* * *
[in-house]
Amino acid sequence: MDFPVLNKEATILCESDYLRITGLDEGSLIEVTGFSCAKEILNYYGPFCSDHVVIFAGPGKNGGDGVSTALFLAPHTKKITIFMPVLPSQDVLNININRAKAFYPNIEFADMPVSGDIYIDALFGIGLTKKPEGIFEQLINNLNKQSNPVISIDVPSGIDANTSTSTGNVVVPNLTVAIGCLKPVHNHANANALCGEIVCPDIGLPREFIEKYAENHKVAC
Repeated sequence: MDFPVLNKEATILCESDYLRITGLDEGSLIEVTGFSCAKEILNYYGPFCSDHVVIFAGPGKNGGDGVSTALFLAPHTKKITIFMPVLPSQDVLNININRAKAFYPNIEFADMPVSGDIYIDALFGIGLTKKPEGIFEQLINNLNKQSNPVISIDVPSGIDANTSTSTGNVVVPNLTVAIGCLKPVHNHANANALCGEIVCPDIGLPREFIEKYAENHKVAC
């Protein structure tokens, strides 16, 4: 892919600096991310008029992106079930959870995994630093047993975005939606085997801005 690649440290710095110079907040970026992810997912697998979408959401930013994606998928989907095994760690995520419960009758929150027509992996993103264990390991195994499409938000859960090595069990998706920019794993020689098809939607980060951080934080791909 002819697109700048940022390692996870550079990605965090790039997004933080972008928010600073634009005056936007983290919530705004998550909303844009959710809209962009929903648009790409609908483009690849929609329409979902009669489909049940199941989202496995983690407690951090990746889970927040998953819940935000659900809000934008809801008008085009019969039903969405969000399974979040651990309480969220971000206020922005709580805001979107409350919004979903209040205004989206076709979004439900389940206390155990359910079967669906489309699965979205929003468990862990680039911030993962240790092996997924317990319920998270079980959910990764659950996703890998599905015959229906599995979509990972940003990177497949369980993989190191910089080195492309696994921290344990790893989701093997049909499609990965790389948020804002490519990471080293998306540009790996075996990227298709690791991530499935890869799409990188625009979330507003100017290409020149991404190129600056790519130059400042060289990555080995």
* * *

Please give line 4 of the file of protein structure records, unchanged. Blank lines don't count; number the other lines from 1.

């Protein structure tokens, strides 16, 4: 892919600096991310008029992106079930959870995994630093047993975005939606085997801005 690649440290710095110079907040970026992810997912697998979408959401930013994606998928989907095994760690995520419960009758929150027509992996993103264990390991195994499409938000859960090595069990998706920019794993020689098809939607980060951080934080791909 002819697109700048940022390692996870550079990605965090790039997004933080972008928010600073634009005056936007983290919530705004998550909303844009959710809209962009929903648009790409609908483009690849929609329409979902009669489909049940199941989202496995983690407690951090990746889970927040998953819940935000659900809000934008809801008008085009019969039903969405969000399974979040651990309480969220971000206020922005709580805001979107409350919004979903209040205004989206076709979004439900389940206390155990359910079967669906489309699965979205929003468990862990680039911030993962240790092996997924317990319920998270079980959910990764659950996703890998599905015959229906599995979509990972940003990177497949369980993989190191910089080195492309696994921290344990790893989701093997049909499609990965790389948020804002490519990471080293998306540009790996075996990227298709690791991530499935890869799409990188625009979330507003100017290409020149991404190129600056790519130059400042060289990555080995």